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“It’s Never a Coincidence” Dreams



 

 

I was an observer. Looking down on a small part of real estate in the Peoria Sports Complex, spring home of the San Diego Padres.

But this wasn’t just any piece of ground. This was the team’s pathway from the clubhouse to the outfield entrance.

As the players threw open the club­house door, they could see the fans lined against the fence. In the outstretched hands were balls, bats, shirts, caps, and a variety of other paraphernalia. Each was hoping that one or more of the Pa­dres would take their pen and sign.

Only a few of the team walked by, seemingly oblivious to the calls of the faithful. I will leave it to your judgment what they were thinking.

For the other players, the ones who stopped, I couldn’t honestly tell who was having a more enjoyable time… they or the fans.

One young boy caught my eye. Practi­cally Velcroed to his dad, he hung back from the crowd at the fence. He had a ball. He had a pen. But he was tentative. And in the autograph world, he who hesi­tates is lost.

Then suddenly something gripped him. He rushed to the fence, ball and pen in hand, and thrust them through the bars. A player attached his autograph to the ball.

I groaned.

He wore a uniform with a number over 80. And to make matters worse, he didn’t have a name over it like all the others. As hard as I looked, I couldn’t even find his number in the scorecard.

A wasted autograph.

Yet when the boy turned from the fence, signed ball in his possession, he started jumping up and down, holding the ball up, his trophy of success. His fa­ther squinted at the ball, probably trying to figure out who the guy was who had autographed his son’s ball.

Then he put his arm around his son and gave him a thumbs up. It was obvi­ous that this was the only affirmation the young man needed.

I suddenly realized, in this moment in time, that I was witnessing a fusion of two dreams.

The boy wanted a signature on a ball from a player in uniform. That was his dream, one I’m sure he had played out in his mind the night before.

The player, whoever he was, had al­ways dreamed of being a major leaguer. Wearing a uniform. Seeing players up close and personal that he had followed as a kid. Sitting in the same locker room and sitting on the same bench. Playing on the same field. Hoping to play in San Di­ego during the regular season.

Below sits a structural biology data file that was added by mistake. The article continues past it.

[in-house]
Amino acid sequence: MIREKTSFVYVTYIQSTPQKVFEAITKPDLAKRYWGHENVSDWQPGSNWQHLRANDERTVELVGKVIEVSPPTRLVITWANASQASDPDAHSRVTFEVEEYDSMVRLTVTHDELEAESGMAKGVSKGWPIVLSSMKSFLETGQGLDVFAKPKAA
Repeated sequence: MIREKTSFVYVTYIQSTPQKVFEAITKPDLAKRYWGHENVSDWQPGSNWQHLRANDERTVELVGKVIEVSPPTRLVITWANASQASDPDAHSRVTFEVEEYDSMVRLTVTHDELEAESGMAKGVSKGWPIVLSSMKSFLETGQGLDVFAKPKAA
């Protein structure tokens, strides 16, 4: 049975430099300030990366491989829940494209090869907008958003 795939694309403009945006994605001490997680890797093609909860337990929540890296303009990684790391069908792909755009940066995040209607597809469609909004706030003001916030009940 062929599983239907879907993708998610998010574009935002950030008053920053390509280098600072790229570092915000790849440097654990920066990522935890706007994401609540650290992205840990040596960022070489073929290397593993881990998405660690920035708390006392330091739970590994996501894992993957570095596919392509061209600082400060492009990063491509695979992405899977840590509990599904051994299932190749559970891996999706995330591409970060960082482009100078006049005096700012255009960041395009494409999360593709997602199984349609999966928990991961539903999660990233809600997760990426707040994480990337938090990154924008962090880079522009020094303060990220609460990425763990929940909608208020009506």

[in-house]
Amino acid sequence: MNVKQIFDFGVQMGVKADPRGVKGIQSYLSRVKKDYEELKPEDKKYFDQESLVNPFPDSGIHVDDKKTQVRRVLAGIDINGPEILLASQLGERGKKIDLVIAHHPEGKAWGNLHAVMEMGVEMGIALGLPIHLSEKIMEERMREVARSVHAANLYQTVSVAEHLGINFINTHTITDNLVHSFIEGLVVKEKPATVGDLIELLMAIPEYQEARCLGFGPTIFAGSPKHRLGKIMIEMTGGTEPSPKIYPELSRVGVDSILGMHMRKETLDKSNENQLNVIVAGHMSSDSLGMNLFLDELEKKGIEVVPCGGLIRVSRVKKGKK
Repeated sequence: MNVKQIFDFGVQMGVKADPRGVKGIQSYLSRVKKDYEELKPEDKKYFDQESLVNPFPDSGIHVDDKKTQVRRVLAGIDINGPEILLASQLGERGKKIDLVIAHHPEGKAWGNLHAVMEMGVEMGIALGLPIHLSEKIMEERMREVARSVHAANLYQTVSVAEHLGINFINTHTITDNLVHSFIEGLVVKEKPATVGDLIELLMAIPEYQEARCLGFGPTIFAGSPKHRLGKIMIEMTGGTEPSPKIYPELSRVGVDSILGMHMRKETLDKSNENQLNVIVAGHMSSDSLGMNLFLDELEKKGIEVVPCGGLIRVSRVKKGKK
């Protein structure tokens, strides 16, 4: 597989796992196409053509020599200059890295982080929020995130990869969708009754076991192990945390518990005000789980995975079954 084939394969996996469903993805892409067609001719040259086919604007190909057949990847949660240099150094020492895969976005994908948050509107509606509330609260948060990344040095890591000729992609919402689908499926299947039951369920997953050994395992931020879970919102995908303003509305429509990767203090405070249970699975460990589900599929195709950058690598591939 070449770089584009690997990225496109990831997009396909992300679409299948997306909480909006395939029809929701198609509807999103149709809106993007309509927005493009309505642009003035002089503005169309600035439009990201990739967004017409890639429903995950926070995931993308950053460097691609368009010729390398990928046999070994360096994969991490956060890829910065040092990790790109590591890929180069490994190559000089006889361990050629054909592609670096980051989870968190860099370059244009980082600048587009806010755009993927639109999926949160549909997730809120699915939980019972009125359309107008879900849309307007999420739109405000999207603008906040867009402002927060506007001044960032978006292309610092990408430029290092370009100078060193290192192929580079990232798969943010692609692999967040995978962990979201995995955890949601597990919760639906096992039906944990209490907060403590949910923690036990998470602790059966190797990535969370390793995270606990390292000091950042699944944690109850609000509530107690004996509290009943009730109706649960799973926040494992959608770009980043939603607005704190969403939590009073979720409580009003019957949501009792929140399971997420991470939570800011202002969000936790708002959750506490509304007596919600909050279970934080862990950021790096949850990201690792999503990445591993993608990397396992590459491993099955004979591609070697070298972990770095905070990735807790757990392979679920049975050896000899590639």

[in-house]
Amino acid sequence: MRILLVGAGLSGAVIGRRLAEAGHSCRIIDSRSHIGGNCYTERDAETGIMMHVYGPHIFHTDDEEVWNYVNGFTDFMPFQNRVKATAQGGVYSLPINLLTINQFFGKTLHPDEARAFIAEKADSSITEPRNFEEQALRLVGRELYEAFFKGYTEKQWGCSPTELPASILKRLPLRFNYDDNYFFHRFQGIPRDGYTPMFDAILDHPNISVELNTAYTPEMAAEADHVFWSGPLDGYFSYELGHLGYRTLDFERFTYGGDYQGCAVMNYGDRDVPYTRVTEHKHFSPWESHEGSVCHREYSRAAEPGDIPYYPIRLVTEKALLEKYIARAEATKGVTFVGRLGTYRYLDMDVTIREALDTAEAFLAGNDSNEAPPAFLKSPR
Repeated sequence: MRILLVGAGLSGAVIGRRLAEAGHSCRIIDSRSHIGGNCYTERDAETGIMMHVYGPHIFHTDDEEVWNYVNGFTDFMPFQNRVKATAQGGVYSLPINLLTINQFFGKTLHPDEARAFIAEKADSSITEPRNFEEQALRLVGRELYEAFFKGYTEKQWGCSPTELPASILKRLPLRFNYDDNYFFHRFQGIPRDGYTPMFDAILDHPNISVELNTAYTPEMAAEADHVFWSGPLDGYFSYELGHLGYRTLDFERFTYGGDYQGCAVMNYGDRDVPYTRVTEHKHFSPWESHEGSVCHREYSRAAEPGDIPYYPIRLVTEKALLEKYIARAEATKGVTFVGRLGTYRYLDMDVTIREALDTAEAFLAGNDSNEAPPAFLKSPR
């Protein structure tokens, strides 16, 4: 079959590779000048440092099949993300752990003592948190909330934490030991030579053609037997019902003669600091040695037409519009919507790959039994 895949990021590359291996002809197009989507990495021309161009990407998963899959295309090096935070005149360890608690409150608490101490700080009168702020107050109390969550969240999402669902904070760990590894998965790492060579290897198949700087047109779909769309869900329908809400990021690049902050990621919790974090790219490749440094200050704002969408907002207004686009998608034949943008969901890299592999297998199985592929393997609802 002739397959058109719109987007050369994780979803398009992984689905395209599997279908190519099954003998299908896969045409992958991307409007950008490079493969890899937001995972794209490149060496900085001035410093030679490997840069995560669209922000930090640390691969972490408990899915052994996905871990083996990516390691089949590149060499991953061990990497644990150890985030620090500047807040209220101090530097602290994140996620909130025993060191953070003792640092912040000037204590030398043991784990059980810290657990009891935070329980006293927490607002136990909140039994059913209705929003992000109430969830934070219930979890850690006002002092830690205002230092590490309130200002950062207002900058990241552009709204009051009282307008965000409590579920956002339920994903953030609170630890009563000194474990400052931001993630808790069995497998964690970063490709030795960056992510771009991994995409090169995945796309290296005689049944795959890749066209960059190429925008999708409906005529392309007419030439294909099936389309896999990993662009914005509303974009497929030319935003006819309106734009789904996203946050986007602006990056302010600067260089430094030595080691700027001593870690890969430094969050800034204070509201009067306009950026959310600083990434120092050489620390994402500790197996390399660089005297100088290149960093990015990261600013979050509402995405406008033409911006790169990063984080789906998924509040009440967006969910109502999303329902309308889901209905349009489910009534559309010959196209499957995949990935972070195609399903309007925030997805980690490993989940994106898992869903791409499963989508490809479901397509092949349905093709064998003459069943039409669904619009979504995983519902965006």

But there’s also something that every lad with dreams of being major leaguer has thought about. What would it be like to have a little kid ask for my autograph?

My guess is… and it’s only a guess… this player had practiced writing his name many times. Crafting it just so.

At that moment, the dreams of two people… a young boy… and a young man… meshed.

I’m sorry it took me so long to notice. The boy jumping up and down. The play­er’s heart beating a little faster.

As I write this article, the Padres are still in Arizona. And I can still dream that maybe… just maybe… they can win it all this year.

It’s my dream.

And I’m sticking with it!

Oh, it’s easy to be a cynic. It’s easy to talk in a negative way after what one sees and hears of in our world today.

But for just a moment, my cynicism was drowned out by dreams fulfilled. By a gracious gesture.

It’s amazing what a small act of kind­ness on a small piece of real estate in Peoria brought to two dreamers.

I’m not trying to pontificate that some­how this is going to change our world. But for a moment in time, it changed me.

And for that, I am thankful.

Oh… by the way…

This nameless player? The one with a number in the high 80s?

He hit a line drive double, knocking in two runs.

Dream on!


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